Table of Contents

Econometrics Informing Natural Resources Management

Econometrics Informing Natural Resources Management

Selected Empirical Analyses

New Horizons in Environmental Economics series

Edited by Phoebe Koundouri

This fascinating book outlines the fundamental principles and difficulties that characterise the challenging task of using econometrics to inform natural resource management policies, and illustrates them through a number of case studies from all over the world. The book offers a comprehensive overview of the broader picture of the state-of-the-art in econometrics as applied to environmental and natural resource management.

Chapter 8: Contingent ranking of river water quality improvements

Stavros Georgiou, Ian Bateman and Matthew Cole

Subjects: economics and finance, econometrics, environmental economics, environment, environmental economics, management natural resources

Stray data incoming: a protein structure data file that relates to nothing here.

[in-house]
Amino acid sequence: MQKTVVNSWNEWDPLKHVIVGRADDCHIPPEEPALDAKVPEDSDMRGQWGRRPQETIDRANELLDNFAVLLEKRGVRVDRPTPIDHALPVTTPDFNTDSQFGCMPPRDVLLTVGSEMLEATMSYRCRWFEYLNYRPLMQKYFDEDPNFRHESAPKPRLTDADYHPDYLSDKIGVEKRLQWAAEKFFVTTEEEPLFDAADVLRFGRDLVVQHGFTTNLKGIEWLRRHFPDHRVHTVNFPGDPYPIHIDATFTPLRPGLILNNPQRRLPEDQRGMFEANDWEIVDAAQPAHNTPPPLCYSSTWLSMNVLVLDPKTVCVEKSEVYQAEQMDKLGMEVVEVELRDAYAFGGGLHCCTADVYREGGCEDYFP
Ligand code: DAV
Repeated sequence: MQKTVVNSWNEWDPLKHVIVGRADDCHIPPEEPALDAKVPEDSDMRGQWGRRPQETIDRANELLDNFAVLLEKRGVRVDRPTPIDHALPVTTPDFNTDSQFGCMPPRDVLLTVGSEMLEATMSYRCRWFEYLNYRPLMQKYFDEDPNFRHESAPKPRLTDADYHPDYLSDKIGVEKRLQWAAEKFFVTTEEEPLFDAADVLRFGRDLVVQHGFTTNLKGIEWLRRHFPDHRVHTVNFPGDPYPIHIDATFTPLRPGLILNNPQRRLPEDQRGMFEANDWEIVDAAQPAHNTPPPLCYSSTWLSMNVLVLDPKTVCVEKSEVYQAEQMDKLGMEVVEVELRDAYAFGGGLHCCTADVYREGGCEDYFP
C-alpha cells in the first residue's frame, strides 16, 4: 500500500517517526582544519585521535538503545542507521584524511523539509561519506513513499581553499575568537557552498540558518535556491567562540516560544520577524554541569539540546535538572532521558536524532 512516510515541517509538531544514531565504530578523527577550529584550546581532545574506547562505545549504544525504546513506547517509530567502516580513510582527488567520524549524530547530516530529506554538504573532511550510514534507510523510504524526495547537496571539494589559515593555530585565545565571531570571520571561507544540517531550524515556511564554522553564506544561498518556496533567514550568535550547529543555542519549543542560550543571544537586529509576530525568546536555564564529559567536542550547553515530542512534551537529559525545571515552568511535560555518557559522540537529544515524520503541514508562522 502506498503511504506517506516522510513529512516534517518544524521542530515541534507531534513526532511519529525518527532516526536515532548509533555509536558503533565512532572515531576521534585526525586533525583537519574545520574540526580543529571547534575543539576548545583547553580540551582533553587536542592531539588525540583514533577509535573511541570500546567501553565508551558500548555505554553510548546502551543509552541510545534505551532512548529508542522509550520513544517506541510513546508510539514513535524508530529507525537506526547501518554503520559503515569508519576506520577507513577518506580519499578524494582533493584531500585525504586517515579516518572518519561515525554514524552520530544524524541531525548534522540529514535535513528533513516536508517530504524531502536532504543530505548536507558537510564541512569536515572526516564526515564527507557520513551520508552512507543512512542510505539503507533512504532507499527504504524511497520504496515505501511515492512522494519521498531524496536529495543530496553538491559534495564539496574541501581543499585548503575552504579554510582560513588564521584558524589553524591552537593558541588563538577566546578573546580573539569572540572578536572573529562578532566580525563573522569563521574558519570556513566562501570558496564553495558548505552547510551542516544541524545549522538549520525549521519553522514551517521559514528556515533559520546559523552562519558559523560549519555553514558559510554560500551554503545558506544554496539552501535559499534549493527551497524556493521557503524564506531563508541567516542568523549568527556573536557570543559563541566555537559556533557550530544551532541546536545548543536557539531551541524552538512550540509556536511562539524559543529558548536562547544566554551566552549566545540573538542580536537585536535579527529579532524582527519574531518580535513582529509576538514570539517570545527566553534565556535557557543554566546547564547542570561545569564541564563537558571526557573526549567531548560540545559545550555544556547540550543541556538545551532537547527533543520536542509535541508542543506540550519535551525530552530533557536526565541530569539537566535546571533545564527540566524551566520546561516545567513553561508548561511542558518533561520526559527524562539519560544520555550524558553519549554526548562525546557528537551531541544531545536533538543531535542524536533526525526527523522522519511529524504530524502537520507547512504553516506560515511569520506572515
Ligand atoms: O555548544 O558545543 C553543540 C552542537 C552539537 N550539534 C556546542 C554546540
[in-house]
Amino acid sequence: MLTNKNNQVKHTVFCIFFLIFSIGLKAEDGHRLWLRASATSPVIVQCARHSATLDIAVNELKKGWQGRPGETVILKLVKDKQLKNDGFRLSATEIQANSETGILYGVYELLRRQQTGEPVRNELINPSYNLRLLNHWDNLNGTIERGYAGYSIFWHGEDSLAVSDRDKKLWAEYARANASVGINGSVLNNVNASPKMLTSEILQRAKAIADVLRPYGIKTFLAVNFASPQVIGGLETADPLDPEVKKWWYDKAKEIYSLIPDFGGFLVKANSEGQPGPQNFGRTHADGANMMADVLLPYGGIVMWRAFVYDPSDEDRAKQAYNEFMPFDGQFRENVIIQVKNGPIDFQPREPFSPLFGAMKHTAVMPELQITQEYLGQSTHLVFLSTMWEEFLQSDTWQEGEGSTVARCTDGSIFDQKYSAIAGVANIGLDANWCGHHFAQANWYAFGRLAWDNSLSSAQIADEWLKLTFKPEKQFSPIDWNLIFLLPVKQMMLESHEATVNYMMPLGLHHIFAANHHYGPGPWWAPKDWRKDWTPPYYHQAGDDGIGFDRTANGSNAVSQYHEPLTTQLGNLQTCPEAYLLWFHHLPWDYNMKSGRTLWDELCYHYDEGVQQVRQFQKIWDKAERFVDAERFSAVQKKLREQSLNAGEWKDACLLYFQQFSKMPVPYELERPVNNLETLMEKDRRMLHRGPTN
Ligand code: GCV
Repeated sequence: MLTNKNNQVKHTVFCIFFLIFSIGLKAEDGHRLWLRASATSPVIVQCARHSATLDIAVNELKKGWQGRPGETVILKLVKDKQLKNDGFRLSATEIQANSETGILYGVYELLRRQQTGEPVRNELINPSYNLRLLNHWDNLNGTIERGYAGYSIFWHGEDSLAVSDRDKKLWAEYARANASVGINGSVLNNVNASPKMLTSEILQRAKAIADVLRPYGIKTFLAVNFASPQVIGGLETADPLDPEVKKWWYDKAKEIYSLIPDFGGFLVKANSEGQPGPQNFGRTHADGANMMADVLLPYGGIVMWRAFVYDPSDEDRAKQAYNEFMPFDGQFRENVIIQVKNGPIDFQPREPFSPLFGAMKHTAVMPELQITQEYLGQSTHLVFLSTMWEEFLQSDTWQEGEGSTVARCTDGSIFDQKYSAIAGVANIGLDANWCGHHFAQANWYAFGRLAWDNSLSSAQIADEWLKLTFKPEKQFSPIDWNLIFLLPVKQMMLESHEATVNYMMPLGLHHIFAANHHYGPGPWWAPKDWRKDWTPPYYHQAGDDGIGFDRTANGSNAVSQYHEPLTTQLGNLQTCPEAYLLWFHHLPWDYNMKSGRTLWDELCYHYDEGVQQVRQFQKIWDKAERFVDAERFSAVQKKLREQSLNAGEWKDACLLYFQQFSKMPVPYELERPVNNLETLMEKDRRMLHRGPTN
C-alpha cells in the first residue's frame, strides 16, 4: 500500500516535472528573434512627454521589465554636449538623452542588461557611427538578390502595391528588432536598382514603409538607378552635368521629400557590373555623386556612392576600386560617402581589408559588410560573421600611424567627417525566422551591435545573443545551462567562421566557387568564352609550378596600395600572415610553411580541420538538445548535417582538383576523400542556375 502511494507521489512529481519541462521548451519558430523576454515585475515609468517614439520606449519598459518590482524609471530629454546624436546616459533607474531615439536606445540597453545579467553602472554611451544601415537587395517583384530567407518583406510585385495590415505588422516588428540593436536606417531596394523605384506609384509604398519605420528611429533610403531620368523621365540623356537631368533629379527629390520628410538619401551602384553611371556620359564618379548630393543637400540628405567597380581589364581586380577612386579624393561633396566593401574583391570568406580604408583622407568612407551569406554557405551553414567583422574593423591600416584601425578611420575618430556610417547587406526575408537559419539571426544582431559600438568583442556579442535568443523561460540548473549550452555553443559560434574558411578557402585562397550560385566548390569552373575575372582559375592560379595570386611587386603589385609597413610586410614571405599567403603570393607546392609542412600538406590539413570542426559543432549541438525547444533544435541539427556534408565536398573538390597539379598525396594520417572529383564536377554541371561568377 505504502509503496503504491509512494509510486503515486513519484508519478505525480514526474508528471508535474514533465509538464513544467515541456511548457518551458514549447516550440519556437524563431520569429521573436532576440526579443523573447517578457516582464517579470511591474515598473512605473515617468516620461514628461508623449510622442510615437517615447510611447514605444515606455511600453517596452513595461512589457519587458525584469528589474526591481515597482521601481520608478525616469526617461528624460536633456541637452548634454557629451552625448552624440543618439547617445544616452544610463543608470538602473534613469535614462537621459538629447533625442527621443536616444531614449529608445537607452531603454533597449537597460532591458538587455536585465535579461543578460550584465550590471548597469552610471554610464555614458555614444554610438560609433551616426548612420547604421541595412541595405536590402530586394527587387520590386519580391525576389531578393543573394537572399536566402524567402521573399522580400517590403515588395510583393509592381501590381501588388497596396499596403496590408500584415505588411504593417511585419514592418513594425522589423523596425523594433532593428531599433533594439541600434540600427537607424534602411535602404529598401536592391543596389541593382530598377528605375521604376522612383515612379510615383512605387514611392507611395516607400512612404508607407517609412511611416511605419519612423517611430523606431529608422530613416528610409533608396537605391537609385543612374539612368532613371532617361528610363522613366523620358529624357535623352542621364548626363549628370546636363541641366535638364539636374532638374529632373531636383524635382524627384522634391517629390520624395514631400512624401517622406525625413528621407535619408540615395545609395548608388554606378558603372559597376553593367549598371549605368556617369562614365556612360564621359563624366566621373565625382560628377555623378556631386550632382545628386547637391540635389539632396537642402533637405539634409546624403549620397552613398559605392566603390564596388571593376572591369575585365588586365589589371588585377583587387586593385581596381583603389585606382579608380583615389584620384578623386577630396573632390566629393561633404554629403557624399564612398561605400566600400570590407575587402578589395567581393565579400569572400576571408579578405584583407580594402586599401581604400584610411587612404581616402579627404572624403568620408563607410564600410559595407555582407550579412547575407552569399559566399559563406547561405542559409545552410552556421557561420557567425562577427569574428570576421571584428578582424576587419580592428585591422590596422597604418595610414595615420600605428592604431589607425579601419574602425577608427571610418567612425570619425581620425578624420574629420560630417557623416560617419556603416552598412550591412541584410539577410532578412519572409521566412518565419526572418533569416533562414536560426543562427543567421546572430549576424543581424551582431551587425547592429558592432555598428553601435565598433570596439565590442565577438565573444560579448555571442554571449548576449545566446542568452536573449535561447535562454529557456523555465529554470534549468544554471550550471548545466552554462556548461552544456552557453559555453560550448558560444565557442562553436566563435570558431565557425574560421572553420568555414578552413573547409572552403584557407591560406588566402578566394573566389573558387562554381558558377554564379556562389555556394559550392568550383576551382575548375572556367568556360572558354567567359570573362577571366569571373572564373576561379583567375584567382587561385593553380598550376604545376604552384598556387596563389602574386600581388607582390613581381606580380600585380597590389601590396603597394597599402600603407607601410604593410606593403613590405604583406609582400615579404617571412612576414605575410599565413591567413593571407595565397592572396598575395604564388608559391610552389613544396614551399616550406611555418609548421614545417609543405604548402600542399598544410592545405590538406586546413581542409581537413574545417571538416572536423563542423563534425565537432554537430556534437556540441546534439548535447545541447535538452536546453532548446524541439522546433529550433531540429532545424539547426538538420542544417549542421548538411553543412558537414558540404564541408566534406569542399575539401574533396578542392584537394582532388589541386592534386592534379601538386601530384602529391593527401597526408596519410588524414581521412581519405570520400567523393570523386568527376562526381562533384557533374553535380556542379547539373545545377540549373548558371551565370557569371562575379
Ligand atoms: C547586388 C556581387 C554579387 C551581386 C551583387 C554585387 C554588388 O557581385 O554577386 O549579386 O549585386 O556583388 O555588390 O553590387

Stavros Georgiou, Ian Bateman, Matthew Cole and David Hadley 1. BACKGROUND The River Tame rises as three tributaries in the urbanized areas of Wolverhampton, Walsall and Oldbury before flowing through the city of Birmingham. It then turns north and eventually flows into the River Trent which, in turn, drains into the North Sea. The river was once a small, high quality stream, but, during the last century, as industrial activity and population began to increase in the West Midlands region, the water quality of the river began to suffer. The last salmon were seen in the river in 1876 and by 1945 the river was dead, devoid of all life (Environment Agency, 1998). Since then there has been some improvement in water quality due to improvements in sewerage systems. However, the water quality of the river as it flows through the Metropolitan West Midlands region is still classified by the Environment Agency as very poor. This means that only very pollution tolerant life is supported in small numbers, for example, snails, worms, leaches and a few small fish (sticklebacks) as well as limited numbers of aquatic plants. Additionally, the water in the river is hazardous to human health because of high bacterial levels and it is definitely not suitable for water-based recreational activities. There are a number of different sources of pollution that cause this poor state of water quality. Effluent from sewage works remains a problem although these facilities are currently being improved (Environment...

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